Joseph R. Anticaglia MD
Medical Advisory Board
Buffalo Bills safety Damar Hamlin suffered a cardiac arrest on January2, 2023 after tackling Cincinnati Bengals receiver Tee Higgins in the first quarter of the game broadcasted on “Monday Night Football.” People in the stands at Paycor Stadium and those at home were stunned as they watched Hamlin stand up from the tackle and a few seconds later crumbled to the ground, stretched out on his back, lying motionless.
The Buffalo bills medical team blitzed onto the field and into action. Denny Kellington, Assistant Athletic Trainer, was first on the field to be at Hamlin’s side. When he could not get a pulse, he immediately initiated CPR — cardiopulmonary resuscitation. What follows is part of an audio exchange among the Bills medical team reported by the New York Times, on January 5, 2023.
The audio demonstrates the doctors, trainers and emergency staff working together with calmness, swiftness and competence in managing Hamlin’s cardiac arrest. The NY Times captured the commands and conversations from a website that tracks emergency radio traffic.
“I don’t like how he went down,” one person said in a radio clip.
Seconds later, another person emphasized the urgency of the situation, “We’re going to need everybody,” he said. “All-call, all-call,” the equivalent of “all hands on deck.”
Next, we hear the first person saying: “Call, bring everybody. We need an airway doctor, everybody. Bring the cot with the medics.”
At another point in the audio, someone exhorts: “I need an end-tidal CO2” monitor “now! Per the doc.” It’s an instrument that measures how well a patient is breathing. The higher the level of C02 in the lungs, the less oxygen is circulating through the body, and the more immediate is the danger to the patient.
When told the monitor is on its way, he said, “Yeah, you need to step it up.”
“Commotio Cordis” — Cardiac Arrest
Commotio Cordis is a rare cardiac condition secondary to blunt trauma to the chest causing the heart to stop beating. A baseball, a hockey puck, or in Mr. Hamlin’s case, a blunt blow to the chest from an opposing football player’s shoulder landed him on his back with no heartbeat.
Trauma to the chest wall causes an irregular heart rhythm, called ventricular fibrillation, and in a matter of seconds, cardiac arrest. The blow to the chest wall must happen directly over the heart, and at the right time in the electrical cardiac cycle for the heart to stop beating.
Below is a diagram of one cycle of the heart’s electrical system.
The heart cycle begins with the “P” wave which is the electrical activity caused by the squeezing of part of the heart called the atrium. It’s located on the upper right side of the heart. Next is the QRS electrical activity caused by the contraction of the ventricles which pump blood from the heart to the rest of the body. The last phase is the “T” wave where the ventricles depolarize, kind of recharges, to get ready for the next cycle.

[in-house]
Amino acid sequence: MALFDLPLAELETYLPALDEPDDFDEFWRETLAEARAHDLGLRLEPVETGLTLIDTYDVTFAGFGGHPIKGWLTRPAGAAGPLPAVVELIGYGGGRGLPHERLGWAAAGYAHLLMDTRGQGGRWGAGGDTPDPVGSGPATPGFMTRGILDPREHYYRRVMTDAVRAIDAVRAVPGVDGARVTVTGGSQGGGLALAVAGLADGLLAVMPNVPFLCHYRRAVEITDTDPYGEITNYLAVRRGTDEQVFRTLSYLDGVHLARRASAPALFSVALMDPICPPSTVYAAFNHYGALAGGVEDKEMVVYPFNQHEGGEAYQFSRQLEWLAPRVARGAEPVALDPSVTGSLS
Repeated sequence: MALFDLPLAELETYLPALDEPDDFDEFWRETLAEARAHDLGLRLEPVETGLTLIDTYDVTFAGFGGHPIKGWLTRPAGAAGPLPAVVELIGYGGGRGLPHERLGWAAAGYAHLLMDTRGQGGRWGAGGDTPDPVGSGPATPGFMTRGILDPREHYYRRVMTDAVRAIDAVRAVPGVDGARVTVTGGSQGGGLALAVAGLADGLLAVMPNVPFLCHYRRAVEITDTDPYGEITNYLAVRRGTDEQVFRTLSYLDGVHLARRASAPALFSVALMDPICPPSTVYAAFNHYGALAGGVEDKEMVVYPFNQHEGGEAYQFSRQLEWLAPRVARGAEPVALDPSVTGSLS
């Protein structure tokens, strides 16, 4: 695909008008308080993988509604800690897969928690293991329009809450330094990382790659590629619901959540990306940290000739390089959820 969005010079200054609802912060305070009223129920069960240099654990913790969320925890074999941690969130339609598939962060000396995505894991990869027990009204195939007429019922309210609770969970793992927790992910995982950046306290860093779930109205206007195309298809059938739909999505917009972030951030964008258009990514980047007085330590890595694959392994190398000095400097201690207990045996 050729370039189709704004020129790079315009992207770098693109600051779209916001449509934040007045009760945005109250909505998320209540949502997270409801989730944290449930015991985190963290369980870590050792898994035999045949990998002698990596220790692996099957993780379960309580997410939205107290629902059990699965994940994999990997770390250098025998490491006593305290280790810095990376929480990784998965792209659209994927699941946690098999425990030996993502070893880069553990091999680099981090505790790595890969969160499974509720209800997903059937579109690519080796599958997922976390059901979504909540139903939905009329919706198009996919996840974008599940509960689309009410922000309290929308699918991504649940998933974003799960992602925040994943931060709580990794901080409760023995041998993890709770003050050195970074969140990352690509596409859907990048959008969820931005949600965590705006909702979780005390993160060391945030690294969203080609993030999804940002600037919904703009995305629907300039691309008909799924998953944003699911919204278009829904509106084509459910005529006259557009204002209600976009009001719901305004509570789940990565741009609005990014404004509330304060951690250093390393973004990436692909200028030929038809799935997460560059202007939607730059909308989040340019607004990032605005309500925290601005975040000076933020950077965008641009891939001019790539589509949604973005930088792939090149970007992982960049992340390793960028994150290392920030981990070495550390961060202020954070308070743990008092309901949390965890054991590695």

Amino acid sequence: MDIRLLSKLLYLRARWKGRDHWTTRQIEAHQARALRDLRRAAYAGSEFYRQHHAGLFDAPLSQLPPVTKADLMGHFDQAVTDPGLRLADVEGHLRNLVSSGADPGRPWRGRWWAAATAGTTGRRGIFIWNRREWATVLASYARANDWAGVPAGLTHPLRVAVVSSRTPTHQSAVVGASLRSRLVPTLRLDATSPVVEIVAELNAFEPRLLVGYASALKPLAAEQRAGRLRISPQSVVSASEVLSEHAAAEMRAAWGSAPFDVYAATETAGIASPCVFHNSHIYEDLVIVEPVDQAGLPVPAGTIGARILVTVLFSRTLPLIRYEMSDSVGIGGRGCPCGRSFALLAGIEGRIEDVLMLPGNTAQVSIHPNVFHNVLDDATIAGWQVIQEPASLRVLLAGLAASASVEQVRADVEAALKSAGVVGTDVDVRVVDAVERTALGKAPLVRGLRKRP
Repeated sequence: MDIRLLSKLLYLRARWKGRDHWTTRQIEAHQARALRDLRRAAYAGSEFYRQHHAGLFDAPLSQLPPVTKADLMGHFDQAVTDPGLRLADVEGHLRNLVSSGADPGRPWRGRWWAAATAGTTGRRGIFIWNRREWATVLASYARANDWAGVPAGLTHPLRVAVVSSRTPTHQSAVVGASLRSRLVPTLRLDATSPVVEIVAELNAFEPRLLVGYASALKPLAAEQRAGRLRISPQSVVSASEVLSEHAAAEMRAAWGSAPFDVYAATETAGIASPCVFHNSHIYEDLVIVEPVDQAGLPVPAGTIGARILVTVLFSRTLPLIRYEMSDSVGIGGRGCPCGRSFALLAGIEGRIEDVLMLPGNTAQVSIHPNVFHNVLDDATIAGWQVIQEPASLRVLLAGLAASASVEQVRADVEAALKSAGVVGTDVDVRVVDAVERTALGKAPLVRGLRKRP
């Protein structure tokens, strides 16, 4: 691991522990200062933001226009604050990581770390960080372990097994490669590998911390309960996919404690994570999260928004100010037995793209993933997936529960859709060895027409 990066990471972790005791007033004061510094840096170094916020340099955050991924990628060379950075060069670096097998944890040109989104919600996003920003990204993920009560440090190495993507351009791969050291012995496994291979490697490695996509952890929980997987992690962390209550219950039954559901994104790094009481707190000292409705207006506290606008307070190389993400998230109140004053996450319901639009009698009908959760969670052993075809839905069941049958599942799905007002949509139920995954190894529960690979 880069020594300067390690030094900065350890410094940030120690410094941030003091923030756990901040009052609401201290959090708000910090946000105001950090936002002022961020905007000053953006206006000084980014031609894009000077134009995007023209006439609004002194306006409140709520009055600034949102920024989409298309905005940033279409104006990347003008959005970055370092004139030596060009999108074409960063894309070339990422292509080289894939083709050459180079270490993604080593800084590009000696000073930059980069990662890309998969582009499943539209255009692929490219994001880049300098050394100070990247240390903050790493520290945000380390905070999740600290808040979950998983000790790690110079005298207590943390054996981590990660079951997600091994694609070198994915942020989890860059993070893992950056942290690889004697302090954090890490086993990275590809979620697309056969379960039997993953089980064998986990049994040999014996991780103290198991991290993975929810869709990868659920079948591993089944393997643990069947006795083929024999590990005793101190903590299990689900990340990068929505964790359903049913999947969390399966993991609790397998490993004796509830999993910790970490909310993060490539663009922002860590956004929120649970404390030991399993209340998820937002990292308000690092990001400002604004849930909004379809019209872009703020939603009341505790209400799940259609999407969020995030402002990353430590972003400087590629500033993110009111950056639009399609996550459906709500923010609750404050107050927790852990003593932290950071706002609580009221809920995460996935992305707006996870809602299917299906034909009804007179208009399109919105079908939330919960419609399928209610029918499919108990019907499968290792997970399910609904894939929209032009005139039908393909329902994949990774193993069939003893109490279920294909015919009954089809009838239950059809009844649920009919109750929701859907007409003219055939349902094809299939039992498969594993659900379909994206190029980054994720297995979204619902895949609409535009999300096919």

For Damar Hamlin’s cardiac arrest to have occurred, the blow to the chest had to be a forceful one over the heart, and at a precise time in the cardiac cycle., namely, on the upstroke of the “T” wave causing the irregular heart rhythm, ventricular fibrillation, and cardiac arrest.
The upstroke of the “T” happens in milliseconds. If the blow to the chest happens at any other time, your heart is fine. Note the many instances when football players have incurred chest contusions, or broken ribs with no cardiac injuries. Commotio Cordis happens because of the unlikely combination of force and timing. It is an extremely rare condition with only about fifteen cases per year that have been reported in the U. S.
Kudos (“Readiness is All”)
Kudos to the Buffalo Bills on field medical emergency team and to the U. C. Medical Center’s in hospital staff and trauma team for saving the life of Damar Hamlin. It took an Army of prepared medical professionals, communicating and collaborating, to revive Mr. Hamlin and prevent him from becoming brain dead.
The road to Mr. Hamlin’s recovery is filled with potholes and detours. But this cornerback is making a comeback. Seventy two hours after the cardiac arrest, there was euphoria at his bedside when he opened his eyes and started to communicate with his head and then signaled for a writing pad. The doctors, nurses, respiratory therapists and staff rejoiced when he wrote, “Did we win?”
One of the doctors answered, “Yes. You won the game of Life.”
- NY Times, Audio: Damar Hamlin Emergency Response Captured on Recordings January 5, 2023
- University of Cincinnati Medical Center; Damar Hamlin, January 5, 2023
- Joseph R. Anticaglia, MD; How Does the Healthy Heart Work? Doctors Column, December 15, 2019
A heart attack is a circulatory problem that happens when there is blockage of blood flow to the heart muscle. Cardiac arrest is an electrical problem when the heart suddenly stops beating.
This article is intended solely as a learning experience. Please consult your physician for diagnostic and treatment options.